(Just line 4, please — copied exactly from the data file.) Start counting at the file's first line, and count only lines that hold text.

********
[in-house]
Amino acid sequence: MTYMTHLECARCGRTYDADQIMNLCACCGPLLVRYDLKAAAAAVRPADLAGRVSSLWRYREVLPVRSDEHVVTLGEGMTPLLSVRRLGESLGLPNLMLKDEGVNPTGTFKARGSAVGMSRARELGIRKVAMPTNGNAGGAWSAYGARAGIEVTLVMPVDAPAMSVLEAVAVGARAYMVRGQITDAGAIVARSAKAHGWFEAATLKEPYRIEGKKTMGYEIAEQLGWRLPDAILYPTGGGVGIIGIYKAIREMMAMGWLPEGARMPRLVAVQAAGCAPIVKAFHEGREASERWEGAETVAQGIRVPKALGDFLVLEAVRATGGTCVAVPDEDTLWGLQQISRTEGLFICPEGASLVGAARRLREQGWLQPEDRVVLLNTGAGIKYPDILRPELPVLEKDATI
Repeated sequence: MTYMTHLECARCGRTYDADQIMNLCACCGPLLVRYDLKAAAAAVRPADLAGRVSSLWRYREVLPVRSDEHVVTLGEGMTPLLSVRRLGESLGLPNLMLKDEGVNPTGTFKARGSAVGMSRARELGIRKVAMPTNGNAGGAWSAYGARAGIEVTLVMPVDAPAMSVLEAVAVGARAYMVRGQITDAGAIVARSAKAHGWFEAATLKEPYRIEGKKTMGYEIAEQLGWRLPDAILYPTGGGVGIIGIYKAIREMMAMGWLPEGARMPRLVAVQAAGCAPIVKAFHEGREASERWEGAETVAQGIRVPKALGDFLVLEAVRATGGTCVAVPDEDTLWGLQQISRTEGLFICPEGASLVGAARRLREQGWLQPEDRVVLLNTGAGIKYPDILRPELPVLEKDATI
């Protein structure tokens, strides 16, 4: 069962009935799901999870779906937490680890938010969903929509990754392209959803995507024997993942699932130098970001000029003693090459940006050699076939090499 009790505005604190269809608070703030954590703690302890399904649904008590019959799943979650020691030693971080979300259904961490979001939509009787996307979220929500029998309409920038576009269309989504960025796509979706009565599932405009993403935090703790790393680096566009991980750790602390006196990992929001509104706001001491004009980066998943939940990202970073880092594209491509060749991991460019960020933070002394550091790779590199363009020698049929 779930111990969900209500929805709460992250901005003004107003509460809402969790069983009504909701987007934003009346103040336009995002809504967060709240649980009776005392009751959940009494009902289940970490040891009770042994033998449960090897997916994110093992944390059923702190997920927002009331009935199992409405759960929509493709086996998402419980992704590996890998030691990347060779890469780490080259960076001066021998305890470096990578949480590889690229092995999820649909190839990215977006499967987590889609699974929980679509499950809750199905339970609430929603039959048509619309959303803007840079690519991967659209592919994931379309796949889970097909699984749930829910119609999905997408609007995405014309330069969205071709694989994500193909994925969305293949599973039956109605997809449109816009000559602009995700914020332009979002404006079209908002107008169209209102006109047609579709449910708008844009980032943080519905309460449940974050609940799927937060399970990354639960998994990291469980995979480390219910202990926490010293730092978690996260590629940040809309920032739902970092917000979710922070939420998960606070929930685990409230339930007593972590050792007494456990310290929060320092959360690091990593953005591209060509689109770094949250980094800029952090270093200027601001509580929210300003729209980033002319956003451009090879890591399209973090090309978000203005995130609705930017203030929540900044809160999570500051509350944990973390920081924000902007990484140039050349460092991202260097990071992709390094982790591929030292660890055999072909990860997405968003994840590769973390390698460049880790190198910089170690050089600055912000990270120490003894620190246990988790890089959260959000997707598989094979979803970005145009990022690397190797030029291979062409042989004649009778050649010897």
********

């Protein structure tokens, strides 16, 4: 069962009935799901999870779906937490680890938010969903929509990754392209959803995507024997993942699932130098970001000029003693090459940006050699076939090499 009790505005604190269809608070703030954590703690302890399904649904008590019959799943979650020691030693971080979300259904961490979001939509009787996307979220929500029998309409920038576009269309989504960025796509979706009565599932405009993403935090703790790393680096566009991980750790602390006196990992929001509104706001001491004009980066998943939940990202970073880092594209491509060749991991460019960020933070002394550091790779590199363009020698049929 779930111990969900209500929805709460992250901005003004107003509460809402969790069983009504909701987007934003009346103040336009995002809504967060709240649980009776005392009751959940009494009902289940970490040891009770042994033998449960090897997916994110093992944390059923702190997920927002009331009935199992409405759960929509493709086996998402419980992704590996890998030691990347060779890469780490080259960076001066021998305890470096990578949480590889690229092995999820649909190839990215977006499967987590889609699974929980679509499950809750199905339970609430929603039959048509619309959303803007840079690519991967659209592919994931379309796949889970097909699984749930829910119609999905997408609007995405014309330069969205071709694989994500193909994925969305293949599973039956109605997809449109816009000559602009995700914020332009979002404006079209908002107008169209209102006109047609579709449910708008844009980032943080519905309460449940974050609940799927937060399970990354639960998994990291469980995979480390219910202990926490010293730092978690996260590629940040809309920032739902970092917000979710922070939420998960606070929930685990409230339930007593972590050792007494456990310290929060320092959360690091990593953005591209060509689109770094949250980094800029952090270093200027601001509580929210300003729209980033002319956003451009090879890591399209973090090309978000203005995130609705930017203030929540900044809160999570500051509350944990973390920081924000902007990484140039050349460092991202260097990071992709390094982790591929030292660890055999072909990860997405968003994840590769973390390698460049880790190198910089170690050089600055912000990270120490003894620190246990988790890089959260959000997707598989094979979803970005145009990022690397190797030029291979062409042989004649009778050649010897």